WHATEVER valid reservations critics may have about the budget proposals for fiscal year 2019, it cannot be denied that it will stimulate capital formation and provide an impetus for fresh investment in an expanding economy.
Former chairman of the Pakistan Stock Exchange Arif Habib sees the budgetary measures as “investor-friendly”, and Pakistan Business Council CEO Ehsan Malik says they “will help capital formation.”
These measures include: annual reduction in corporate tax from 30 per cent to 25pc over five years from fiscal year 2018-19; removal of tax on bonus shares, which will serve as substitute for payments of cash dividends; encouraging companies to retain earnings rather than distribute dividends; reduction of super tax on banking and non-banking companies; and slashing of duties and taxes on imported raw materials.
To sustain economic growth when federal development spending is estimated to drop to Rs750 billion in the next fiscal year, the private sector is being stimulated to return to its traditional role of being an engine of economic growth. However, this captures one side of the picture.
Syed Mazhar Ali Nasir senior vice president of Federation of Pakistan Chambers of Commerce and Industry regrets that the budget does not include “import substitution measures to ensure industrial growth”.
Over the past five years, high debt servicing expense and adverse terms of trade eroded domestic capital formation
The issue of excessive government debt remains under the spotlight mainly because of its spillover effects on fiscal and current account deficits, but the slow pace of savings, investment and domestic capital formation make borrowings inescapable.
On the eve of the budget, Mr Habib said the cost of doing business coupled with corporate taxes “leave little to the bottom-line” and “are a hurdle in capital formation”, making our products uncompetitive in the international markets.
The weak competitive strength of exports induces the authorities to provide cash/loan subsidies and duty drawbacks to boost exports. If these incentives do not work, currency devaluation follows. As a result, the terms of trade deteriorate sharply.
The benefits of rupee depreciation are passed on to foreign importers as a stronger dollar can buy more goods. The gap between managed floating exchange rate and the purchasing power parity of the rupee widens. This results in huge transfer of resources abroad. Capital formation shrinks.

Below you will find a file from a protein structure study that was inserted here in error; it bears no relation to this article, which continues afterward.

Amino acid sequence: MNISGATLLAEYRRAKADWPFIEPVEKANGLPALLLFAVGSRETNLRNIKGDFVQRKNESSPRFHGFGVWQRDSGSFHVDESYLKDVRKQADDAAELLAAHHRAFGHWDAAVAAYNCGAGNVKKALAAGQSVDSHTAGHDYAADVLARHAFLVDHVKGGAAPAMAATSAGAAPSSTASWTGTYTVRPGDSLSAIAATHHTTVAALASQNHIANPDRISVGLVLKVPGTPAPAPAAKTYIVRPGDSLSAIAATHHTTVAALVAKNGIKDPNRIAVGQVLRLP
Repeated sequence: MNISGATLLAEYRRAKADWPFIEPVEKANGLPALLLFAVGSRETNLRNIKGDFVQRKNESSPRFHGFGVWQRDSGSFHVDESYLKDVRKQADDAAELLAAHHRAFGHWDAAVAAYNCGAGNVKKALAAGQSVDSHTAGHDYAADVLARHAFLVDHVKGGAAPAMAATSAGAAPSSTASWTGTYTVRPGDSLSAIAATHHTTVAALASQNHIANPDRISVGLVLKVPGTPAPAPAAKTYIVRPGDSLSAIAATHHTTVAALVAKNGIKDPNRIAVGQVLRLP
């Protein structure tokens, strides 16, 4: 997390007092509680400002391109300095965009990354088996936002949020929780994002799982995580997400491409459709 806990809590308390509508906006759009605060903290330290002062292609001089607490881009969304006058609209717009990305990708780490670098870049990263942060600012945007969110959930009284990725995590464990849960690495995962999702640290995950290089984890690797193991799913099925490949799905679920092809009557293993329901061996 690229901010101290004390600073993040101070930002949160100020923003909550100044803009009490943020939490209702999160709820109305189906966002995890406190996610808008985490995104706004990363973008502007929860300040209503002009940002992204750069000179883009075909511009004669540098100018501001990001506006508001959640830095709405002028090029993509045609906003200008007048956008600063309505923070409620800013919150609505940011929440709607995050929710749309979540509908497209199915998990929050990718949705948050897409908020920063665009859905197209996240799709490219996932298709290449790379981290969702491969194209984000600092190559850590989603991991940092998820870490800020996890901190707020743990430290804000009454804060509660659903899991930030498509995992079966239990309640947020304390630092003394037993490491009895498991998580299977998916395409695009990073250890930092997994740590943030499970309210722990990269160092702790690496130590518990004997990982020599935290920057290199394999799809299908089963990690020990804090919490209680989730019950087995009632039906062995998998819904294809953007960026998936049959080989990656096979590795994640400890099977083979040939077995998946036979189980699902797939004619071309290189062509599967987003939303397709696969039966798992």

“The rupee depreciation in December and hike in policy rate in January are expected to potentially induce corporations to practice more conservative leverage”, says the second quarterly report of the State Bank of Pakistan (SBP).
Owing to the high cost of doing business, companies with surplus cash are increasingly resorting to self-financing to reduce financial charges on borrowings from banks.
For example, the SBP report notes that the steel sector is relying increasingly on internal funds for capacity expansion instead of getting support from the banking system. The major players in the steel sector are also tapping the equity market.
Additionally, some big groups mobilise stakeholders’ investment for expanding capacities instead of raising debt. Capital formation as a result of budgetary measures would boost self-financing. Incidentally, the two bouts of devaluation have coincided with a weakening dollar against other currencies.
The appreciation of other currencies against the greenback was one of the three factors for major increase in public debt by Rs1.4 trillion during first half of FY2018. The surge was also attributed to revaluation losses due to rupee depreciation against the dollar and higher external borrowings.
Finance Minister Miftah Ismail sees no further devaluation in the near future, and to shore up the foreign exchange reserves the government plans to float Panda bonds in China in September or October while raising a one billion dollars loan from a Chinese bank.
The SBP report says anecdotal evidence suggests that owing to political uncertainty and foreign exchange strains, businesses have adopted a wait-and-watch approach and postponed some of their projects.
There has been a 36.1pc drop in import of power machinery during the second quarter of fiscal 2018. Economist Dr Mushtaq Khan sees the International Monetary Fund hinting that “Pakistan needs to refocus on stabilising the macroeconomy.”
Investors will need a more devalued rupee for buying capital goods in dearer dollar. Over the past five years, helped by affordable and relatively stable exchange rate and by China-Pakistan Economic Corridor capital spending, the gross fixed investment increased from 13.4pc of the gross domestic product from FY2012 to 14.2pc in FY2017.
But over the same period, as the consumer’s share hit the peak at 94pc of GDP last fiscal year, the savings rate plummeted from 8.7pc to 7.5pc.
The gap between lower domestic savings and investments has been met by increasing reliance on foreign capital while unabated high debt servicing expense and adverse terms of trade erode domestic capital formation.
To quote Dr Khan, the external sector has entered “the vicious borrowing cycle”. In this environment the budgetary proposals are likely to mitigate somewhat the impact of adverse transfer of resources abroad on capital formation and investment.
Published in Dawn, The Business and Finance Weekly, May 7th, 2018